Tuesday, October 25, 2011

What to Look for in a Conditioner

All products do not work the same for every person. It is important to find at least one shampoo that works well for you. Two or three would be wonderful so that you can alternate. Of course there is the option to make your own shampoo. Here are 4 things to look for in a conditioner.

The first item to look for in a conditioner is a fatty acid base. These consist of oils and butters. Some examples of essential fatty acids are avocado, olive, castor and coconut. Some examples of butters are shea and mango.  Look for a conditioner that has a minimum of ingredients. If the ingredients cover the entire back of the bottle or container, that may not be the product for you. The exception is when the product ingredients consist of natural botanicals like aloe vera, comfrey and/or horsetail. Giovanni products have lots of ingredients listed but they are natural.

Look for essential oils in your conditioners. The top ones are sage, rosemary and lavender. Peppermint and meluca or tea tree are some to look for as well. Each of these has different actions and benefits and properties.

If you are not sensitive, try to find products with protein in them. Protein is divided into two types. It is either derived from animals or plants. Some animal proteins are silk proteins, collagen protein or animal protein. Some examples of vegetable protein are wheat protein, soy protein, corn protein, pea protein or vegetable protein. Keratin is a protein as well. Based upon what I know today, my understanding is that keratin is derived from animal sources.  

Lastly, try to find a conditioner that contains some form of amino acids. A quick an easy way to get them is to add them to your product. Many stores that cater to bodybuilders have products that contain amino acids. Try to find a plain one and mix it into your conditioner.

Thursday, September 22, 2011

Caring for Dreads 101

Dreadlocks are one of those hairstyles that yield diversity to various looks from updos to Mohawks and cascading waves. Although you don’t have to suffer through the trial of detangling hair with this style, having locs doesn’t mean that haircare should be put on a back burner. You still need to schedule regular visits to your stylist and pay close attention to proper maintenance. Celebrity Hairstylist Felicia Leatherwood, who is the talent behind many of Jill Scott’s hairstyles, gives a few tips on properly caring for locs.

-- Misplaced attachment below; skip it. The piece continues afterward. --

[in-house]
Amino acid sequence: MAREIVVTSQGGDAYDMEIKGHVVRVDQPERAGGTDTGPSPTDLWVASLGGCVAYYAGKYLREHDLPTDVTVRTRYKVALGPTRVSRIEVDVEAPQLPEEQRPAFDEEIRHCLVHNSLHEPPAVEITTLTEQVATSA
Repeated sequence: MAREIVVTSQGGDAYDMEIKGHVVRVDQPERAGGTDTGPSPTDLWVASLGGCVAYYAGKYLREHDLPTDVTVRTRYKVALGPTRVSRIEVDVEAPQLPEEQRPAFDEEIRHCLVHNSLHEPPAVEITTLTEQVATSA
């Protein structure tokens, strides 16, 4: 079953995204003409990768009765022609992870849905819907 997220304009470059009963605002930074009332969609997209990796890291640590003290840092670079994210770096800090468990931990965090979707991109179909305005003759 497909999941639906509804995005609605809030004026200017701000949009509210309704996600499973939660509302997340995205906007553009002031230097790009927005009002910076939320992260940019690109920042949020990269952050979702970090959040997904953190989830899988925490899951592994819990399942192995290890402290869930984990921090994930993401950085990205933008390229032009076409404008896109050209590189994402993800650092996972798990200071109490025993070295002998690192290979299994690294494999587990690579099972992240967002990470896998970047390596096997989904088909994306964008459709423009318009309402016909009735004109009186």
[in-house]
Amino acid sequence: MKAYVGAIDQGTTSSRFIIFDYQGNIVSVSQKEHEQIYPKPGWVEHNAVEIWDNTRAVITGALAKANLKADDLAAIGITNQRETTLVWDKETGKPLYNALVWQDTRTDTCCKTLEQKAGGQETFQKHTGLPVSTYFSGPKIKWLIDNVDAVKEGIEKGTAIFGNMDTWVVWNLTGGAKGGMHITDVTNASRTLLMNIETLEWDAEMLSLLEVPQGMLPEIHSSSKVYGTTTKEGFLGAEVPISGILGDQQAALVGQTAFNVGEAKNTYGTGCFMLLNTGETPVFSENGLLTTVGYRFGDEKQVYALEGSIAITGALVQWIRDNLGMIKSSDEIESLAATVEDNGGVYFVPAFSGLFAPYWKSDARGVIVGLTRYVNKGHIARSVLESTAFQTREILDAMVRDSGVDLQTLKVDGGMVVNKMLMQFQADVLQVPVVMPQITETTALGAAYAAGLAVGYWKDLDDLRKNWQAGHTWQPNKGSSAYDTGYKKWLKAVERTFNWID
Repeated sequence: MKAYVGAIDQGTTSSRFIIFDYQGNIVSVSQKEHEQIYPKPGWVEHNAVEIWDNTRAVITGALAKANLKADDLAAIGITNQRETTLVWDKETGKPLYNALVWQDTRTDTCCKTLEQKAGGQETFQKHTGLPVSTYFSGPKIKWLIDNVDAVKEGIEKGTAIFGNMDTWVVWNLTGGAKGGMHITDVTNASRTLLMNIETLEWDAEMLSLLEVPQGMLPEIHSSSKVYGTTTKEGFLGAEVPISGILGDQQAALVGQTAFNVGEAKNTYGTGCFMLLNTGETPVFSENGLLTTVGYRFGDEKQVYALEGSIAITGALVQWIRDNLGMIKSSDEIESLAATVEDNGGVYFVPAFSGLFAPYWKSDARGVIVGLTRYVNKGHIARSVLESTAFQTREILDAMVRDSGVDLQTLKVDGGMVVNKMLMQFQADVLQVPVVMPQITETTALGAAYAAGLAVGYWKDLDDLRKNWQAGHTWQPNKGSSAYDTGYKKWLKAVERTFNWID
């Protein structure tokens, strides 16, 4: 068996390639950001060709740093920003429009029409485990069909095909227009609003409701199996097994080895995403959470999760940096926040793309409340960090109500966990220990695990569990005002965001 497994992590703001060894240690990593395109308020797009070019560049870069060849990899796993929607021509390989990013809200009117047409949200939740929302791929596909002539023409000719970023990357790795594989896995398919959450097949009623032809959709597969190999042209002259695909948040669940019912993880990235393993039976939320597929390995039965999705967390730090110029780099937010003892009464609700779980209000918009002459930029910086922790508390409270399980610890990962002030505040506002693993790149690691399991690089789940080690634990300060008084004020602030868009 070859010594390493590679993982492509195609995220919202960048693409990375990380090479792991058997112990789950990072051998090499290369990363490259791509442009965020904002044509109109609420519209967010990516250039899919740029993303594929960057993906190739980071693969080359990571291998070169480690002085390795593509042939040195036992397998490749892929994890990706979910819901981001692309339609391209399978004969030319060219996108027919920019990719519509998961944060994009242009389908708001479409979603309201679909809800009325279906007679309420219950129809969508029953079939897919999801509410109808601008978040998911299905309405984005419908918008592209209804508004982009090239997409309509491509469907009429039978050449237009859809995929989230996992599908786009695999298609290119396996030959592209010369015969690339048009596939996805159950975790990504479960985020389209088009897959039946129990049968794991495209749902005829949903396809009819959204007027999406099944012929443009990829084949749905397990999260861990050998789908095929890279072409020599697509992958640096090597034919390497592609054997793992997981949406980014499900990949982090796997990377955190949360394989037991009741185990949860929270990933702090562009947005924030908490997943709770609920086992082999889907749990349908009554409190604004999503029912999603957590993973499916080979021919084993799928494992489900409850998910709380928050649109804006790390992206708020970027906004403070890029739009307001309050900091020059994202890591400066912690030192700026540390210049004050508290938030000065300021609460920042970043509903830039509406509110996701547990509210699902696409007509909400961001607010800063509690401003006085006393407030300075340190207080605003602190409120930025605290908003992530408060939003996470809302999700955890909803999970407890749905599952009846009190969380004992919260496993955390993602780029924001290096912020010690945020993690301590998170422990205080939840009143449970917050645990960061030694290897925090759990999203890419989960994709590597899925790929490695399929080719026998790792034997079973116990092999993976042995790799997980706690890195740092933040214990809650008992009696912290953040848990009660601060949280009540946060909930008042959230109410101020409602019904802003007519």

Salon Visits 
Leatherwood says it’s important to have locs “blessed” (touched up) at least once a month but it’s what goes on between salon visits that’s really important to the hair’s health. “In between that time, it’s important to oil the scalp but make sure the locs aren’t left with moisture,” she says.

Allowing hair to fully dry after a shampoo is key because locs are thick and can hold moisture so there’s a risk for bacterial buildup to occur, she says. That’s why it’s important to give hair ample time to completely dry by either air drying or sitting under a hooded dryer. If not, you could be stuck with a smelly mildew odor. Thinning could also occur as a result of bacterial buildup on the scalp. Leatherwood recommends using Listerine to rid hair of the scent. “It won’t go away overnight but it will definitely improve,” she says.” That’s what Listerine does, it fights germs and bacteria.” An anti-fungal shampoo such as Nizoral, apple cider vinegar and which hazel can also help rid hair of the unpleasant scent.

Oil The Scalp 
Leatherwood also says it’s a rule-of-thumb to oil the scalp after each wash for moisture. Jojoba, olive, rosemary, ylang ylang and other essential oils are great options to keep scalp from becoming dry and flaky which helps to prevent breakage.